On Friday, Florida Gov. Rick Scott signed a bill expanding his state's Right to Try Act which will include letting terminally ill patients use medical marijuana during their last days.
According to Saint Peters Blog, the bill, sponsored by Sen. Rob Bradley (R-Fleming Island) and Rep. Matt Gaetz (R-Fort Walton Beach), will allow licensed dispensing organizations to grow and distribute medical marijuana from the whole plant. They will also have access to other "experimental drugs" that aren't approved for general use by the U.S. Food and Drug Administration.
The bill was previously approved by the Senate on March 7, with a 28-11 vote, and the house passed it on a 99-16 vote the prior week, as reported by the Palm Beach Post.
Gaetz commented on Twitter by saying that Scott had "heart & compassion" for signing the bill. However, Orlando Weekly reported that Rick Scott himself didn't comment on the medical marijuana bill (HB 307).
"We can finally deliver on the promise we made to those suffering families two years ago. The delays are over," said Bradley. "I appreciate Governor Scott's support of the bill, and his Staff's help in making the bill better as it moved through the process."
Other aspects of the bill include addressing the long-term issues of carrying out a 2014 cannabis law that was billed mostly as a way to help children who suffered severe forms of epilepsy, according to Orlando Weekly. Initially, that law wanted to make forms of cannabis available that couldn't get patients high, but numerous legal challenges and administrative issues have prevented patients from being unable to obtain that drug.
"Two years later, not one child in the state of Florida has received help from that law we passed in 2014," said Rob Bradley earlier this month to the senate.
Bradley continued, "And that makes me angry and it makes me embarrassed. And it's time to end it."
However, the new bill does have its critics. Rick Scott himself had initially been "iffy" on the measure when it was voted on in the Senate earlier this month, according to the Palm Beach Post.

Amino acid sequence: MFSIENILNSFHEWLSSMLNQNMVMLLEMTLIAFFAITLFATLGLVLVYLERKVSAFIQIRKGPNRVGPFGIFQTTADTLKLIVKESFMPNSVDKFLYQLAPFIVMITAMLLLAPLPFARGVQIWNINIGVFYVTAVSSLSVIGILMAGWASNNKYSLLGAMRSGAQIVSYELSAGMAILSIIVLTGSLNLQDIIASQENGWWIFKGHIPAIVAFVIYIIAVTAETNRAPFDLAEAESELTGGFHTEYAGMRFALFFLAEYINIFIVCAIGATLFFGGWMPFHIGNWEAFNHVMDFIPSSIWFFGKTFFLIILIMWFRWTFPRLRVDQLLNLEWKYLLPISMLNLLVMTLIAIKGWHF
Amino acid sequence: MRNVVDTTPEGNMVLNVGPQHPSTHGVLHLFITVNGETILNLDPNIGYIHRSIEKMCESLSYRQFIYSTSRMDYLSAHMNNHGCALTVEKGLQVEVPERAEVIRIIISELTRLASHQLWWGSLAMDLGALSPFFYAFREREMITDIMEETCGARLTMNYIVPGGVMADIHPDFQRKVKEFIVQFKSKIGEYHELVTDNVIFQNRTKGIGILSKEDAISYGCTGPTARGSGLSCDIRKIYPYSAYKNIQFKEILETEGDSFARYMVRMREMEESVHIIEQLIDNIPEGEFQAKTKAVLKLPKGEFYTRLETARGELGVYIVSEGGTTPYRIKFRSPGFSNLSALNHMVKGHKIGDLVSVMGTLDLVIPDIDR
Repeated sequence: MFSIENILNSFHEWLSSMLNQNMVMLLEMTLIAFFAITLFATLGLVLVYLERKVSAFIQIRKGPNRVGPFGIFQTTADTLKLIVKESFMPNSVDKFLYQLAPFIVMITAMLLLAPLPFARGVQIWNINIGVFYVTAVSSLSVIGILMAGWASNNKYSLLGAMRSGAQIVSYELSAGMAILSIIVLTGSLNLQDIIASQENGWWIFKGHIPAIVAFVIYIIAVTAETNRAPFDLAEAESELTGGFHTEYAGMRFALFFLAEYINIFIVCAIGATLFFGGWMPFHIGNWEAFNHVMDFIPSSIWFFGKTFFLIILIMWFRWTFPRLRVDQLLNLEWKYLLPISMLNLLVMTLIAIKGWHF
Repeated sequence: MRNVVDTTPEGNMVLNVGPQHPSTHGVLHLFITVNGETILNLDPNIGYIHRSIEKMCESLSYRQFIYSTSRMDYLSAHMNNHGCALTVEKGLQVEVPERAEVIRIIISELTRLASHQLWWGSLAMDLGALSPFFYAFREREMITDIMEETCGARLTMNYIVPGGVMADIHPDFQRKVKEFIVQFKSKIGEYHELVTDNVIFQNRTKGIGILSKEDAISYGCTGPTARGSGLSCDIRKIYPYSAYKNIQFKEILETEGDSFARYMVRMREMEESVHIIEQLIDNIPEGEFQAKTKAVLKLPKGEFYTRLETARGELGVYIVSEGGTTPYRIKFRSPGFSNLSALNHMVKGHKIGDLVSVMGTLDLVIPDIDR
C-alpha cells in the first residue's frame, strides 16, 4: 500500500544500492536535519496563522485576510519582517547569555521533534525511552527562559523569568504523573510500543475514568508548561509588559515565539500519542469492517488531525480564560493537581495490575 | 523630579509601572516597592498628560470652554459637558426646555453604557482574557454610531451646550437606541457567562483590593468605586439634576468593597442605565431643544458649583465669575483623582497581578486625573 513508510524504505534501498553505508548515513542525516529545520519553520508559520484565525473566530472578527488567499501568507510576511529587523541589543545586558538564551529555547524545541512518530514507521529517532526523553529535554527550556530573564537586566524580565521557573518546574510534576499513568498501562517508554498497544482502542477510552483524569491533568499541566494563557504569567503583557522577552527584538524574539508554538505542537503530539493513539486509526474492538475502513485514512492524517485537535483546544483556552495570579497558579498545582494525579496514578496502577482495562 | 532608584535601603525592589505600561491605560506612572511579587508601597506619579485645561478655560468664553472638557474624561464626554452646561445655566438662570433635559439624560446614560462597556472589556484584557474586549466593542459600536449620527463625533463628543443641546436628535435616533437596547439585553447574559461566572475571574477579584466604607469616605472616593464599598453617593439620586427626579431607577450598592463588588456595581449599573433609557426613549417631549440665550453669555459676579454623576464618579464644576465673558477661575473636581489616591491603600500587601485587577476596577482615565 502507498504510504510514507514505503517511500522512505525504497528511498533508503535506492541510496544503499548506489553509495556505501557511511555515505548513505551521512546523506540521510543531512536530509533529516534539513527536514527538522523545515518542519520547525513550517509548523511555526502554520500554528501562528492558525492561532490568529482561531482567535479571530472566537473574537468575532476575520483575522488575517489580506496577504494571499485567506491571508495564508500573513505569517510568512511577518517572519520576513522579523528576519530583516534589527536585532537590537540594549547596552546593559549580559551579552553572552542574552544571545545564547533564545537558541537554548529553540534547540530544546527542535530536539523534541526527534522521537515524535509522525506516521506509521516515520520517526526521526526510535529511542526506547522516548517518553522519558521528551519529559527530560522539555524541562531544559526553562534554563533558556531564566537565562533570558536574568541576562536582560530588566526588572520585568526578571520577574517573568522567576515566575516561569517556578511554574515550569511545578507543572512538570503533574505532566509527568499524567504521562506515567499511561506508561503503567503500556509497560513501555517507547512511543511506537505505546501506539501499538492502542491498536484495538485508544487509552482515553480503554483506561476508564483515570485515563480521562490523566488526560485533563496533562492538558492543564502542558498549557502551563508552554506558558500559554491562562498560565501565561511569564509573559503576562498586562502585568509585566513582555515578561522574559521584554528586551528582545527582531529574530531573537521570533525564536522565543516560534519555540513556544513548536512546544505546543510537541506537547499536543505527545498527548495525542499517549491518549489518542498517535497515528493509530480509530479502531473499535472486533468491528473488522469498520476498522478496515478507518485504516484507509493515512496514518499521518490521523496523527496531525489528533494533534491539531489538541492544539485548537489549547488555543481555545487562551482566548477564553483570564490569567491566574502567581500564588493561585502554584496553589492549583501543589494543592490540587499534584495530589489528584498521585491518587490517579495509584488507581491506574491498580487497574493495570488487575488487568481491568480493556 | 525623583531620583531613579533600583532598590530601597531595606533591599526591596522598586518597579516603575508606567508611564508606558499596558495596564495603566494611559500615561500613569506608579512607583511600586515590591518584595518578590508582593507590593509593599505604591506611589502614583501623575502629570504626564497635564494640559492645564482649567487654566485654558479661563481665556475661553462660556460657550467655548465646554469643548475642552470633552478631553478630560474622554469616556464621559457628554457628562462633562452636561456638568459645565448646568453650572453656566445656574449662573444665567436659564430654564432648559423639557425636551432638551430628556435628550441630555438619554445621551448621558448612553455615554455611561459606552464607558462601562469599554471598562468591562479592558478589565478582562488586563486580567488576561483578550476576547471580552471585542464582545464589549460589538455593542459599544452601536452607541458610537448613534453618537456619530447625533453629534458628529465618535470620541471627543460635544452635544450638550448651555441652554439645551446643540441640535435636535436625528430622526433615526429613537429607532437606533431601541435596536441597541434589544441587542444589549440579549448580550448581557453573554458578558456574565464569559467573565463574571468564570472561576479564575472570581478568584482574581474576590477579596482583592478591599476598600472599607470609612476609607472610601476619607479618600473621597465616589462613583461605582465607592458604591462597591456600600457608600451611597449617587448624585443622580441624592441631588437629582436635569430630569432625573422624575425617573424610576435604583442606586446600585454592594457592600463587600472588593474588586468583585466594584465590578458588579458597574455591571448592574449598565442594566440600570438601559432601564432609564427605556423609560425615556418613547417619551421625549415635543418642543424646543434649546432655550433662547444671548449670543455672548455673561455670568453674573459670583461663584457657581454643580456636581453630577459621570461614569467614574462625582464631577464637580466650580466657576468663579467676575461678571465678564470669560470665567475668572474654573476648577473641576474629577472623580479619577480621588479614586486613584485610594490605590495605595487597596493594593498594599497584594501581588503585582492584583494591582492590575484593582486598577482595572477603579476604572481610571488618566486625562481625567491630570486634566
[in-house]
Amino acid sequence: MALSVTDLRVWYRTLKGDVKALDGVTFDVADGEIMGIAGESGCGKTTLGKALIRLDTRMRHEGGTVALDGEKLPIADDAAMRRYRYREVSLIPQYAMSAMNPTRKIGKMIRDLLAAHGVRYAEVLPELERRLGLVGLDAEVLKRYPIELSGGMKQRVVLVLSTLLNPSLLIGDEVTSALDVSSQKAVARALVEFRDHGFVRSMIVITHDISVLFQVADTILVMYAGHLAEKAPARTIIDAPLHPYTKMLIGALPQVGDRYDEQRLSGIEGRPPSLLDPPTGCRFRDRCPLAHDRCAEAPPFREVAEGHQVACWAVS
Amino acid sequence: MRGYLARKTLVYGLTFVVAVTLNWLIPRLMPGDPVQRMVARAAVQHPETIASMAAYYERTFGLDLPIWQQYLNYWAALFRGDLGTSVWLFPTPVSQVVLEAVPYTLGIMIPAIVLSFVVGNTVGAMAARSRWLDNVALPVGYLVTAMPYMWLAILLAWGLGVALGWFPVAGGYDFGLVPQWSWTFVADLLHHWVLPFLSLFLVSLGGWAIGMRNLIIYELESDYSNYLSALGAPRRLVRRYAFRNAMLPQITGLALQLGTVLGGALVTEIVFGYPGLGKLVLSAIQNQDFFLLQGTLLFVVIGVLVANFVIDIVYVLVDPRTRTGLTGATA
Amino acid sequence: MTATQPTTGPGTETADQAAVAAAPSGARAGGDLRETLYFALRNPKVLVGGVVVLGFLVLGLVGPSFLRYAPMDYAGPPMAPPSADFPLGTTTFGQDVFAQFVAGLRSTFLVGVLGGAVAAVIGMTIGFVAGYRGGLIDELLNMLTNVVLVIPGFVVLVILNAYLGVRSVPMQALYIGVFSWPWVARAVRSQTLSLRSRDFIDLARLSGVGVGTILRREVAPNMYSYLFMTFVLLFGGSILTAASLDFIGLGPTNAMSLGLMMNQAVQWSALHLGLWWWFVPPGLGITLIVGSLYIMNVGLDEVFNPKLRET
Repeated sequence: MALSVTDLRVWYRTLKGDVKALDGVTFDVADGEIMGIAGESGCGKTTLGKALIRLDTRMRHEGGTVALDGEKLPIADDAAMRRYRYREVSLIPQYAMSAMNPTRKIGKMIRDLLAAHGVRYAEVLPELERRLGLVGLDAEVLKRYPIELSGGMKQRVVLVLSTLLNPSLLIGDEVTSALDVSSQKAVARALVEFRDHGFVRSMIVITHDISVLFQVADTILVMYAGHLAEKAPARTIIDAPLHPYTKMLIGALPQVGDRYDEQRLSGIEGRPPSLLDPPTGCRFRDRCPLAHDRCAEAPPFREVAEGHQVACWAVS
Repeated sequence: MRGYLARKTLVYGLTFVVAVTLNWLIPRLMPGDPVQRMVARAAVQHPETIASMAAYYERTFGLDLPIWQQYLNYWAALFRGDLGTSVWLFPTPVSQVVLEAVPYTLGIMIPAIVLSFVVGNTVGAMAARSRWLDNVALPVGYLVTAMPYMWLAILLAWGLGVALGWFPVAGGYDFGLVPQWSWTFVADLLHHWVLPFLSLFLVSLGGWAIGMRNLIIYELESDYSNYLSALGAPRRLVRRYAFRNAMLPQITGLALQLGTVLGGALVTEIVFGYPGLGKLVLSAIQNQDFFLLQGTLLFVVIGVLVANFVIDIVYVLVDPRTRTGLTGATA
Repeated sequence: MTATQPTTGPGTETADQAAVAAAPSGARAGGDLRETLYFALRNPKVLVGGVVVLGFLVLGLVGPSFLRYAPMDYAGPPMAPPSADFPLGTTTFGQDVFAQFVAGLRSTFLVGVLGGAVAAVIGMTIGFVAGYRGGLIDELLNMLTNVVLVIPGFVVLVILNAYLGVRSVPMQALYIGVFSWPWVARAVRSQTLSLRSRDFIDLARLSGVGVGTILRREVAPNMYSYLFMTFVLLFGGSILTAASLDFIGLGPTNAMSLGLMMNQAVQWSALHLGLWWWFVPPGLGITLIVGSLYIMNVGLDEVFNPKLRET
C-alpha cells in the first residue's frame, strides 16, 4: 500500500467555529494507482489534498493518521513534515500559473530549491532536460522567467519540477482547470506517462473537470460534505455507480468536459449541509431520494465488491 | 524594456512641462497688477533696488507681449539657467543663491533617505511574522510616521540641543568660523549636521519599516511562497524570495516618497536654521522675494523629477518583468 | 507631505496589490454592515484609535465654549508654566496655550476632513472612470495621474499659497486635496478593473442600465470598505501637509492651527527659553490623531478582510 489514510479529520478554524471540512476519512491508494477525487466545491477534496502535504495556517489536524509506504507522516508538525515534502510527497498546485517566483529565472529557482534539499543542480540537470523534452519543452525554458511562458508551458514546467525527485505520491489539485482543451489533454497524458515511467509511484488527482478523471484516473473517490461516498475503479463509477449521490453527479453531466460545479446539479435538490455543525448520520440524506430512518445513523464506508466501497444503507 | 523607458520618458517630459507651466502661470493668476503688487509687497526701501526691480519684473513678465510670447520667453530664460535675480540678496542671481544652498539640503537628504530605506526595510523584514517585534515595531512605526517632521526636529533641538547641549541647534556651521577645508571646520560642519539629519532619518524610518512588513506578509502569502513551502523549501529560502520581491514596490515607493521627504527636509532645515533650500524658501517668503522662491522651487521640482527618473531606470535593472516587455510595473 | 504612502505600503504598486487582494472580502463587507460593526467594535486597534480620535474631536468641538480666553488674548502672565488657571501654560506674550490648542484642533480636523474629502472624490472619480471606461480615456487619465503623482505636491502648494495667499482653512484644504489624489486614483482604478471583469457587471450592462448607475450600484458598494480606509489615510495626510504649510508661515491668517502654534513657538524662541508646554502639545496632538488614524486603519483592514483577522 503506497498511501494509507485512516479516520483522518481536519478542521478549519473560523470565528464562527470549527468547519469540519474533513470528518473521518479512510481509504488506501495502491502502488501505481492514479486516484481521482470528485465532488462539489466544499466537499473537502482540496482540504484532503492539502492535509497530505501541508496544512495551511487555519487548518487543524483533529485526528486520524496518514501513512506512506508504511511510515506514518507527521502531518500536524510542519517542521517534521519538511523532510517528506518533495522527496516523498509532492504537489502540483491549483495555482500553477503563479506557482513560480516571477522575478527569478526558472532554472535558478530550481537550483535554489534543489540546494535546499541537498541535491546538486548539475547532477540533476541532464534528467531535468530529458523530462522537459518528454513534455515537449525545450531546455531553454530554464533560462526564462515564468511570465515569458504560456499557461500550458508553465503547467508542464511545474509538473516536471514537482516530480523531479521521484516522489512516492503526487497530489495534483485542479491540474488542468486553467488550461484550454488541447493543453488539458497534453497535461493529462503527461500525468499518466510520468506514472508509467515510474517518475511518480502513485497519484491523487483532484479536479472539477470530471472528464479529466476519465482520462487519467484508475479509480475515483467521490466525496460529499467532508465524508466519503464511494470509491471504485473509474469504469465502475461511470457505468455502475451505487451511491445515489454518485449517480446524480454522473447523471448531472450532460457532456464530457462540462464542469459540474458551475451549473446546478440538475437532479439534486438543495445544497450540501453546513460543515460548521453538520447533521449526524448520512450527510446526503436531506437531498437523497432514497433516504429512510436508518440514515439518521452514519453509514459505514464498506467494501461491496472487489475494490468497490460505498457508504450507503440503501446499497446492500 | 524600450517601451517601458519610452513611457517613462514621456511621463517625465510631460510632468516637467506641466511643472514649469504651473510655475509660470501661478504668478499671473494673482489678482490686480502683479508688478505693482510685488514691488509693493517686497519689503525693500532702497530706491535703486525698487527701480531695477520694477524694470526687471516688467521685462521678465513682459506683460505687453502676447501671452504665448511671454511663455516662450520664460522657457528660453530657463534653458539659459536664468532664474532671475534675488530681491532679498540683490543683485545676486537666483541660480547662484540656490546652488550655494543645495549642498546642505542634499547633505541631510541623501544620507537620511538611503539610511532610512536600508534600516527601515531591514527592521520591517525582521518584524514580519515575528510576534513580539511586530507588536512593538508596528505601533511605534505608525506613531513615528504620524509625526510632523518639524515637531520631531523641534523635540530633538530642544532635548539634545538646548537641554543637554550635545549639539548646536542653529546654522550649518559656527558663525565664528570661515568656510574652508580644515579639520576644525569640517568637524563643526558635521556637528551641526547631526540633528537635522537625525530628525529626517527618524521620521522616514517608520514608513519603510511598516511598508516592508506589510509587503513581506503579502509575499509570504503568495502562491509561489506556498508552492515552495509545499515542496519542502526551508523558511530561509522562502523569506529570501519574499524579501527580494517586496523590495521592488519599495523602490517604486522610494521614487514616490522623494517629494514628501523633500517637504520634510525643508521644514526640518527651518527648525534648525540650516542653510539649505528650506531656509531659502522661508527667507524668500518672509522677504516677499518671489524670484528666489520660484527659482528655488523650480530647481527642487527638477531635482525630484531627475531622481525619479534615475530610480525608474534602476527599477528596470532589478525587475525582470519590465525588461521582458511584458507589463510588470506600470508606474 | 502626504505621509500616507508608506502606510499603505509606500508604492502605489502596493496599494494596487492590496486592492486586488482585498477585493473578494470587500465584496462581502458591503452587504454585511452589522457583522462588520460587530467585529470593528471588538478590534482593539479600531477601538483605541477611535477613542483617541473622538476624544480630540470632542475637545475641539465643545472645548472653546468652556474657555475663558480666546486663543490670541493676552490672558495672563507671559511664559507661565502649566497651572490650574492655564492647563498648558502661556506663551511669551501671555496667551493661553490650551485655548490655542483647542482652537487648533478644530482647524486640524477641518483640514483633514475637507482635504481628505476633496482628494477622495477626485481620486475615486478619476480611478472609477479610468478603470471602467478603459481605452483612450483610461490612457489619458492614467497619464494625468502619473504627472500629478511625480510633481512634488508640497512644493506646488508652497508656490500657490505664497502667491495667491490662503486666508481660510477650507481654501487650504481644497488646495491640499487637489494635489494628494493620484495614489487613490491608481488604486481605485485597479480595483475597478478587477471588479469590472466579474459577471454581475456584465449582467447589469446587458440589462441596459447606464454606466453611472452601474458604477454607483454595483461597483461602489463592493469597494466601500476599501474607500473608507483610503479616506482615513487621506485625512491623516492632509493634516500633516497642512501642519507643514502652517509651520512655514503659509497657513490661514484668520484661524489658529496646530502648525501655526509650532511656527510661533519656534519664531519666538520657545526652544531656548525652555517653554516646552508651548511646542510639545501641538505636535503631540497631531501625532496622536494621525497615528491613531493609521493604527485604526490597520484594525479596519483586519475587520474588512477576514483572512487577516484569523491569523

Sen. Jeff Brandes (R-St. Petersburg) felt that the bill will add to what he calls "a state sanctioned drug cartel."
Sen. Jeff Clemens (D-Atlantis) called the provision "useless" because 23 states that allow medical marijuana haven't given treatment to 250,000 patients, as Florida wants to see for its patients. Clemens also felt the 2014 bill was more beneficial to businesses looking to make profits, rather than helping patients.
"While the new provisions are now law, state lawmakers could make more tweaks in 2017 to the state law," said Jenna Buzzacco-Foerster of Saint PetersBlog.
Foerster also reported that there's a constitutional amendment to make medical marijuana available for more Floridians up for a vote in November. This has seen widespread support and the backers are optimistic about the measure being passed.
On top of the medical marijuana bill, Rick Scott signed 34 other bills into law on Thursday according to the Tampa Bay Times. Some of those bills include making it legal for residents to carry concealed slungshots, requiring police to have training protocols and policies put in place for using body cameras, and making Medicaid users' dental coverage separate from their medical care.
Arguably, the most controversial bill passed this week by Rick Scott was the plan to cut taxpayer funding to health clinics that provide abortions, as reported by the Orlando Sentinel.
"As a result of this bill, thousands of people across Florida may no longer be able to access essential reproductive health care, such as cancer screenings, birth control, and well-woman exams, "said Cecile Richards, president of Planned Parenthood, who described the measure as "a cruel bill."
However, Rick Scott also received praise for the bill from John Stemberger of the Florida Family Policy Council, who claimed that more inspections of these clinics will provide better care to women and protect their health. Scott had previously ordered Planned Parenthood branches all over Florida to be inspected in the wake of controversial videos released by anti-abortion groups allegedly showing Planned Parenthood officials negotiating over fetal tissue being transferred.
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